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The Life, Art and Engineering of the Nafud Desert
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The Life, Art and Engineering of the Nafud Desert

The Life, Art and Engineering of the Nafud Desert

Photograph from Ahmad Dialdin.

By Ahmad Dialdin
October 20th, 2021

While it may be tempting to focus on the Rub' Al Khali when discussing Saudi deserts, there is a surprisingly rich amount of history, heritage and wonder to be discovered in our second largest body of sand, the Nafud Desert. At a tenth of the size of Rub' Al Khali, the Nafud Desert fills the north-central section of Saudi Arabia with large crescent-shaped dunes and reddish sands which almost reach the oasis

towns of Tayma in the west, Al Jawf and Sakakah in the north and Hail in the south. It is home to two primary oases that have been settled off and on for a very long time: Tayma and Jubbah. The biggest supporting factor to their longevity has been water, be it deep reserves of groundwater or the more surprising presence of lakes and rivers during different periods of time dubbed as the "Green Arabia" periods.

Photograph from Ahmad Dialdin.
Green Arabia

Although we have mostly looked at the region's history over the past few thousand years, recent archeological evidence has shown that we have had settlements as far back as at least 100,000 years ago, especially during migrations from Africa through to Asia. The Arabian Peninsula wasn't always so arid and throughout the ages, it has gone through phases of wet, humid and lush environment, akin to an African savannah.

Our most recent "Green Arabia" period happened around six to ten thousand years ago, where there was more rainfall, more lakes and a wide network of rivers throughout the land. Oases became the favored type of settlement, vegetation was no longer rare, and people practiced an interesting combination of pastoral and hunting lifestyles. Prolific aquifers, a high groundwater table and the ability to move to different areas which had  received rainfall provided the means for these groups to survive challenging and varying conditions.

Settlements and Life

The most direct archeological proof of humans being around in the area is the discovery of an 85,000-year-old fossilized human finger in the Nafud back in 2016. Less direct but no less compelling, just last year in 2020 archeologists found fossilized footprints of humans, dating back to nearly 120,000 years ago, alongside tracks made by a variety of animals including wild donkey, giant buffalos, elephants, and camels. Other animals that have visited our lands include ostriches, hippos, oryx, ibex, lions, horses, gazelles and dogs. The dogs are an interesting find in and of themselves. At Nafud sites such as Jubbah (which is on an ancient lake) and Shuwaymis, ancient rock art depicts a very close bond between humans and dogs.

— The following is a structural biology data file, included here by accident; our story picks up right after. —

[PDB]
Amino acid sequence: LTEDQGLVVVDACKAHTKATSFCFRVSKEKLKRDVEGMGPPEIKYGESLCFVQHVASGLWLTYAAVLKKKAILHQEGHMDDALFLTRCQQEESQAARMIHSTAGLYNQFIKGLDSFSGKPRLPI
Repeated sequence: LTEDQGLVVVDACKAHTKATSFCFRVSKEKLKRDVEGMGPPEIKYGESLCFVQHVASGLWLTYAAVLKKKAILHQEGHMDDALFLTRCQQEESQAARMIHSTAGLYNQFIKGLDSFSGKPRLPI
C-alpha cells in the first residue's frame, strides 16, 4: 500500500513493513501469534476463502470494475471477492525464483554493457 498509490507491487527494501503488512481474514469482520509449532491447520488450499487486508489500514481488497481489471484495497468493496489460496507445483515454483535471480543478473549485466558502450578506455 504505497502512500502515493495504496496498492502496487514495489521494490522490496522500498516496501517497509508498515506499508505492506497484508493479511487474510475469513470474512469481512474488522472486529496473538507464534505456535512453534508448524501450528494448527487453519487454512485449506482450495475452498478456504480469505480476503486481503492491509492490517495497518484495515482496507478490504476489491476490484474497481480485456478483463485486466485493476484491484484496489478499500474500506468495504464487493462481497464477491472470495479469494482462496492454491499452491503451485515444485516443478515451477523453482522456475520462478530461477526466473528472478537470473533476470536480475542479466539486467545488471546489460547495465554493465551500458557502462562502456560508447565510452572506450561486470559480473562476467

The engravings

Likely date back more than 8,000 years, making them one of the earliest depictions of dogs. Lines are drawn between the dogs and the humans, likely indicating leashes and suggesting that these humans had trained and bonded with the dogs. You can read more about Jubbah's rock art in our article last year: The Art of Legends. Meanwhile, on the far west boundary of the Nafud, the oasis of Tayma has a long history of settlement dating back more than 6,000 years. It is also an archeological treasure trove of sites, castles and stone inscriptions, including the inscription of Egyptian pharaoh Ramesses III, making it the first confirmed find of a hieroglyphic inscription in Saudi Arabia.

Stone Structures

A particularly fascinating subject throughout the Nafud Desert is the wide variety of stone structures scattered throughout that were constructed, revisited and rebuilt over the past thousands of years. Recently archeologists came across more than 100large stone structures that have been
dubbed mustatils (due to their rectangular shape) in the southern part of the Nafud Desert. Dating back to at least 5,000 BCE, these structures typically consist of two large platforms, connected by parallel long walls that average 100-200 meters in length (but can extend up to 600 meters), and 15 to 30 meters in width, and a height of generally less than a half meter high. The stone platforms at the ends can be around 30 meters long by 10 meters in width and over a meter high. Often these mustatils are the oldest stone structures around, with younger structures nearby such as cairns, stone circles and the like, many of which are built using stones from the mustatils themselves.

Photograph from Ahmad Dialdin.

Considering how often they were built in batches, and how they sometimes had painted rocks facing the inside, the thought is that they were there for a couple of ritual purposes, one for ritual behaviors carried out within them, and another in the actual process of their construction. Not to be outdone by massive but simple rectangles, the Nafud boasts a more complex form of stone structure known as kites.

These megaconstructions are named as such due to their kite-like shape when seen from above, and they consist of two long walls (the kite tail) funneling into a walled enclosure shaped like circles, triangles or even stars (the kite itself). Their length is usually a few hundred meters but can reach several kilometers, while their height again remains below half a meter.

The kites appear to be a common way to gather animals into the enclosure and, thanks to pit traps dotted around the walls, ease the hunting of mass groups of animals. In conclusion, it may not be the largest desert in the land, but the Nafud definitely has a lot to offer for anyone willing to dig a little and explore the depths of history it has to offer.

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